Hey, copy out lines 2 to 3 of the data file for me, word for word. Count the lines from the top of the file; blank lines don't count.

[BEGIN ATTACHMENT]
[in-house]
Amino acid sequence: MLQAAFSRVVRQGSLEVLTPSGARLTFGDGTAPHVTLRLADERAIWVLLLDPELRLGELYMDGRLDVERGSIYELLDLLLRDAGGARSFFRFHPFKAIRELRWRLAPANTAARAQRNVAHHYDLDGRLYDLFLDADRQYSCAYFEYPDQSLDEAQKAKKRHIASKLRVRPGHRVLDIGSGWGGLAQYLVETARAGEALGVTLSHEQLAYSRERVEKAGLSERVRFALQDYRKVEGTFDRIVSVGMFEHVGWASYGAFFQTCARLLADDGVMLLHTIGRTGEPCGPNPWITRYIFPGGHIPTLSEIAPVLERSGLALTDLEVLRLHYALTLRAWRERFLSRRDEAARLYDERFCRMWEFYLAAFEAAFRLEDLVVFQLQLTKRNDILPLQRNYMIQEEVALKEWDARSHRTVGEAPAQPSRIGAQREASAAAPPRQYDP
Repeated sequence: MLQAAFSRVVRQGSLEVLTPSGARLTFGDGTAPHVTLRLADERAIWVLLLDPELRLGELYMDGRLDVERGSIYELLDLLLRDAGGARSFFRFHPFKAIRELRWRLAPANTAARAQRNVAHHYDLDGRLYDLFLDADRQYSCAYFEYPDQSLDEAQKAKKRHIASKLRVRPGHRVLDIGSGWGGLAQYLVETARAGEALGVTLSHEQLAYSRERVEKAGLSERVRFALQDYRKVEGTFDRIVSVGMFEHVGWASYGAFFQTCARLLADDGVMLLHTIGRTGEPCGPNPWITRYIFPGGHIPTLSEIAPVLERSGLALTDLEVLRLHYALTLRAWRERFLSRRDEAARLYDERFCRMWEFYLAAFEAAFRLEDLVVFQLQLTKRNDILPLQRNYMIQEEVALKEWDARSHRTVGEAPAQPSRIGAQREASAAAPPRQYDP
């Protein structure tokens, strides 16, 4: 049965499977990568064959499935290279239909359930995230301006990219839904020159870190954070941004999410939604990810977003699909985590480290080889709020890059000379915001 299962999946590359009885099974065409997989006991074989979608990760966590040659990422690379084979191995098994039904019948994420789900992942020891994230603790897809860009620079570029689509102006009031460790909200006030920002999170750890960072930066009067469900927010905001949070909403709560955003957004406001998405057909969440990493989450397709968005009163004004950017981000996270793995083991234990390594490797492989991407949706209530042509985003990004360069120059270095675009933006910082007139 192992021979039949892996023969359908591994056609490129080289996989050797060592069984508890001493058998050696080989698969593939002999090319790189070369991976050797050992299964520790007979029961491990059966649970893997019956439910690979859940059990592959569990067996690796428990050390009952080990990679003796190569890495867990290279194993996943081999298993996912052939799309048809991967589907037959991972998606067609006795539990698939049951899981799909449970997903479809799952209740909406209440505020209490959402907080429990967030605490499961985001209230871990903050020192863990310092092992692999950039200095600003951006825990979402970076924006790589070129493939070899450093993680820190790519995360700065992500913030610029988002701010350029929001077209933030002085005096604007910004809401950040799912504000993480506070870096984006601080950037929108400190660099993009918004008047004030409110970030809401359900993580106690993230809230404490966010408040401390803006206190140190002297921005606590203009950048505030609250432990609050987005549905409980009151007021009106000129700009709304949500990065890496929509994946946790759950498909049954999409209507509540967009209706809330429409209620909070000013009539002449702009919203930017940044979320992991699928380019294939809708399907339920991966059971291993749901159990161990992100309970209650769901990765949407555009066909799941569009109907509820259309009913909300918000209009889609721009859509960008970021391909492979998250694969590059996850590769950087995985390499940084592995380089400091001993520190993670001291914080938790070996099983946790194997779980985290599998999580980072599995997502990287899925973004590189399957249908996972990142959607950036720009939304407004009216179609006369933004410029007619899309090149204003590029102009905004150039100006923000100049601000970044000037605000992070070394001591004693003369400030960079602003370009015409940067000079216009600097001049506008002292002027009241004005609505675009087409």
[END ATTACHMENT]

Amino acid sequence: MLQAAFSRVVRQGSLEVLTPSGARLTFGDGTAPHVTLRLADERAIWVLLLDPELRLGELYMDGRLDVERGSIYELLDLLLRDAGGARSFFRFHPFKAIRELRWRLAPANTAARAQRNVAHHYDLDGRLYDLFLDADRQYSCAYFEYPDQSLDEAQKAKKRHIASKLRVRPGHRVLDIGSGWGGLAQYLVETARAGEALGVTLSHEQLAYSRERVEKAGLSERVRFALQDYRKVEGTFDRIVSVGMFEHVGWASYGAFFQTCARLLADDGVMLLHTIGRTGEPCGPNPWITRYIFPGGHIPTLSEIAPVLERSGLALTDLEVLRLHYALTLRAWRERFLSRRDEAARLYDERFCRMWEFYLAAFEAAFRLEDLVVFQLQLTKRNDILPLQRNYMIQEEVALKEWDARSHRTVGEAPAQPSRIGAQREASAAAPPRQYDP
Repeated sequence: MLQAAFSRVVRQGSLEVLTPSGARLTFGDGTAPHVTLRLADERAIWVLLLDPELRLGELYMDGRLDVERGSIYELLDLLLRDAGGARSFFRFHPFKAIRELRWRLAPANTAARAQRNVAHHYDLDGRLYDLFLDADRQYSCAYFEYPDQSLDEAQKAKKRHIASKLRVRPGHRVLDIGSGWGGLAQYLVETARAGEALGVTLSHEQLAYSRERVEKAGLSERVRFALQDYRKVEGTFDRIVSVGMFEHVGWASYGAFFQTCARLLADDGVMLLHTIGRTGEPCGPNPWITRYIFPGGHIPTLSEIAPVLERSGLALTDLEVLRLHYALTLRAWRERFLSRRDEAARLYDERFCRMWEFYLAAFEAAFRLEDLVVFQLQLTKRNDILPLQRNYMIQEEVALKEWDARSHRTVGEAPAQPSRIGAQREASAAAPPRQYDP